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Over 180 kids awaiting autism assessment
[Posted: Mon 03/02/2003 www.irishhealth.com]
By Deborah Condon
Over 180 children in the Eastern region are currently waiting to be assessed for autism, largely due to staff shortages in key areas such as speech and language therapy, the Department of Health has said.
According to figures from the department, there are currently 1,525 children diagnosed with autism throughout the country. However 184 children are currently awaiting assessment in the Eastern Regional Health Authority region.
"Many health boards and specialist service providers have been experiencing difficulties in recruiting allied health professionals, in particular speech and language therapists, occupational therapists, physiotherapists and psychologists. This is due primarily to the general shortage of available staff in these grades nationally", the department said.
Health boards and agencies are continuing to undertake 'intensive recruitment drives' at home and abroad, it added.
Of the 1,525 children diagnosed with autism, 358 live in the ERHA region. The number of children with autism in the rest of the country's health boards are:
Figures for the number of adults with autism were not available.
|Anonymous Posted: 16/06/2005 20:34|
|Hi all, I know the waiting lists look totally awful! I am a professional who works as part of a multi-disciplinary team that diagnoses and works with children with autism. Just a message to all anxious parents out there. I can understand that you are under ferocious stress waiting for your child to be diagnosed, but I ask you, for the sake of Autism services, not to blame people working on the ground for the lists. The lack of staff comes from up above our heads and we are all working hard to get your children seen ASAP, as well as trying to see the children on our current caseload. Staff on the ground have very little say in recruiting more staff, and overloading pofessionals working directly with the children with blame will inevitably lead to burn out and further staffing difficulties. Within therapy professionals there is a culture for choosing not to work within Autism Services because people hear bad press and feel that they would not wish to stay in such a politically pressurised job, thus making it even harder to recruit staff. I personally love working with children with Autism. They have a special way of viewing the world that I find fascinating, so I ask you please to help professionals like myself in encouraging other staff to work in this area, and to try to send out a positive message about working with children with ASD. I would also like to state that, rather than going for a private uni-disciplinary diagnostic assessment, that you should hold out for a multi-disciplinary one.Any parent I have spoken to felt that, after our team assessment, that the private one they paid for earlier was simply a piece of paper wityh 'Autism' written on it that cost €600, that it did not help them in understanding their child with ASD.|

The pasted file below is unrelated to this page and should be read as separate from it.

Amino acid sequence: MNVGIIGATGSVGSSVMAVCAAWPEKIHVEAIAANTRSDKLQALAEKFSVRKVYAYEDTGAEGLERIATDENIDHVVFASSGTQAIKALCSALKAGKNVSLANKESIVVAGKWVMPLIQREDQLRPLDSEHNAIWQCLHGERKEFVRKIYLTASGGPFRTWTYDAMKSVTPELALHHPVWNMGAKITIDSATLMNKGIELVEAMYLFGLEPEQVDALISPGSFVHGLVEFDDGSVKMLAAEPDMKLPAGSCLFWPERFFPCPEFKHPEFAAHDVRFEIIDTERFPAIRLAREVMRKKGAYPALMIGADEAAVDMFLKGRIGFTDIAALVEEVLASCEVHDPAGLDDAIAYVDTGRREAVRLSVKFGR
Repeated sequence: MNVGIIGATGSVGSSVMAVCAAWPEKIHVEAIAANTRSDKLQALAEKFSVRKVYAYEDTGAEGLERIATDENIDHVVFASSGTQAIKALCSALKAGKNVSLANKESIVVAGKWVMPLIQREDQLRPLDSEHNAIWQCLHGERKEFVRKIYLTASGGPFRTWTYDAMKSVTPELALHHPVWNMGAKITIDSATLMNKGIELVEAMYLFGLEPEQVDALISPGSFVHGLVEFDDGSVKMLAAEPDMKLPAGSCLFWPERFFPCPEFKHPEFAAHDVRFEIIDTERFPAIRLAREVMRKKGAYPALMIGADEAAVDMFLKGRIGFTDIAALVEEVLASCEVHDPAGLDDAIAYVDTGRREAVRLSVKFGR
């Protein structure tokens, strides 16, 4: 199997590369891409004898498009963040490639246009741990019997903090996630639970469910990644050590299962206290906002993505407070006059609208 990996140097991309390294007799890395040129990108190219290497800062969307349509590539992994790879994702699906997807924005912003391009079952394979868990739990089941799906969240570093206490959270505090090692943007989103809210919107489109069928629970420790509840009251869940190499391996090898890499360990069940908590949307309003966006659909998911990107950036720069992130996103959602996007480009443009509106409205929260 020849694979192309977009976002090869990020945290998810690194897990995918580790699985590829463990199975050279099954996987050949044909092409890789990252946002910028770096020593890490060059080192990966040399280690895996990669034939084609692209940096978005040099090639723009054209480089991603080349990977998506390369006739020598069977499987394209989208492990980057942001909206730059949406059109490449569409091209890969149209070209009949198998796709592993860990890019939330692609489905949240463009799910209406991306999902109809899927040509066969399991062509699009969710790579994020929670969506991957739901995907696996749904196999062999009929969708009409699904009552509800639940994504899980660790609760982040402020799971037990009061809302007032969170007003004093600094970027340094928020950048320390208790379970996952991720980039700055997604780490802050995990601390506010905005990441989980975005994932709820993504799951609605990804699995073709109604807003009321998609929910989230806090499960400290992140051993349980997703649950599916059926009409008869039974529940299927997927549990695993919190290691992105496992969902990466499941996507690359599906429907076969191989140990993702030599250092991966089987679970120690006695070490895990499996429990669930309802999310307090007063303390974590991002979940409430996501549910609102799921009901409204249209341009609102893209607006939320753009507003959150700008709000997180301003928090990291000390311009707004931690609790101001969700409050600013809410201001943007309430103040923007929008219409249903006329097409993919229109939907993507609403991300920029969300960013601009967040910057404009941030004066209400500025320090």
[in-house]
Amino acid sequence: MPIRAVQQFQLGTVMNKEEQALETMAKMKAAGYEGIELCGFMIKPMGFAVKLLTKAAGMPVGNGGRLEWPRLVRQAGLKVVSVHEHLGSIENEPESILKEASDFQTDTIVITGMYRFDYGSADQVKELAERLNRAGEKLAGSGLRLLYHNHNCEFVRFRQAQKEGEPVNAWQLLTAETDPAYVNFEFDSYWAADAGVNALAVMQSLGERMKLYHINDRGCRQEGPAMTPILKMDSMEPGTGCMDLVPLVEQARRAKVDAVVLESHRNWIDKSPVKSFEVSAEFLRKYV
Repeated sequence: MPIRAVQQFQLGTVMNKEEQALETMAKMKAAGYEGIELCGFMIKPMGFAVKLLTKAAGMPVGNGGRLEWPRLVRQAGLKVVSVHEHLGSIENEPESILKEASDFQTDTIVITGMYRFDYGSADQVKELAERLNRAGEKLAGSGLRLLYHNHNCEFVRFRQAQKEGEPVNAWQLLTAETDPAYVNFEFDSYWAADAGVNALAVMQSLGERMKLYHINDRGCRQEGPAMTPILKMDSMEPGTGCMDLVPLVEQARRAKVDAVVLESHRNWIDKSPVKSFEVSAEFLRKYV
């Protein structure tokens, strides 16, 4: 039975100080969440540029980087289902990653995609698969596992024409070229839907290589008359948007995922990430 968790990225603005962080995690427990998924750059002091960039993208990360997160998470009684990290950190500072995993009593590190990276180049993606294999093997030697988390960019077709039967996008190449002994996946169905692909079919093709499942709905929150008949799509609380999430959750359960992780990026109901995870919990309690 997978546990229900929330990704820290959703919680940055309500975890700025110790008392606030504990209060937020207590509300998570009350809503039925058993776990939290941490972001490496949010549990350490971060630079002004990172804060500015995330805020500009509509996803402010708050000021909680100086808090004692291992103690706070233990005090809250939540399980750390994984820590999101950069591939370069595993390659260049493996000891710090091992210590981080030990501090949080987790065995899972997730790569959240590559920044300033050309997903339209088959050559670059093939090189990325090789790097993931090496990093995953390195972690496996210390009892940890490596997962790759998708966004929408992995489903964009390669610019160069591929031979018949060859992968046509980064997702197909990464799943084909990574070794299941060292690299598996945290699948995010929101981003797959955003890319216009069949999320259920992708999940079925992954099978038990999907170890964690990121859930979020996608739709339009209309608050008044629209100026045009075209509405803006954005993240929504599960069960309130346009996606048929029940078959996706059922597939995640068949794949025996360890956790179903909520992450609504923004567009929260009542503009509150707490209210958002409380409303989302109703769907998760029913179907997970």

|Holly Posted: 21/02/2006 22:17|
|What's the first thing I do if I suspect that my three and a half year old may have Autism or Asperger's?|
|footbelly Posted: 02/03/2009 18:52|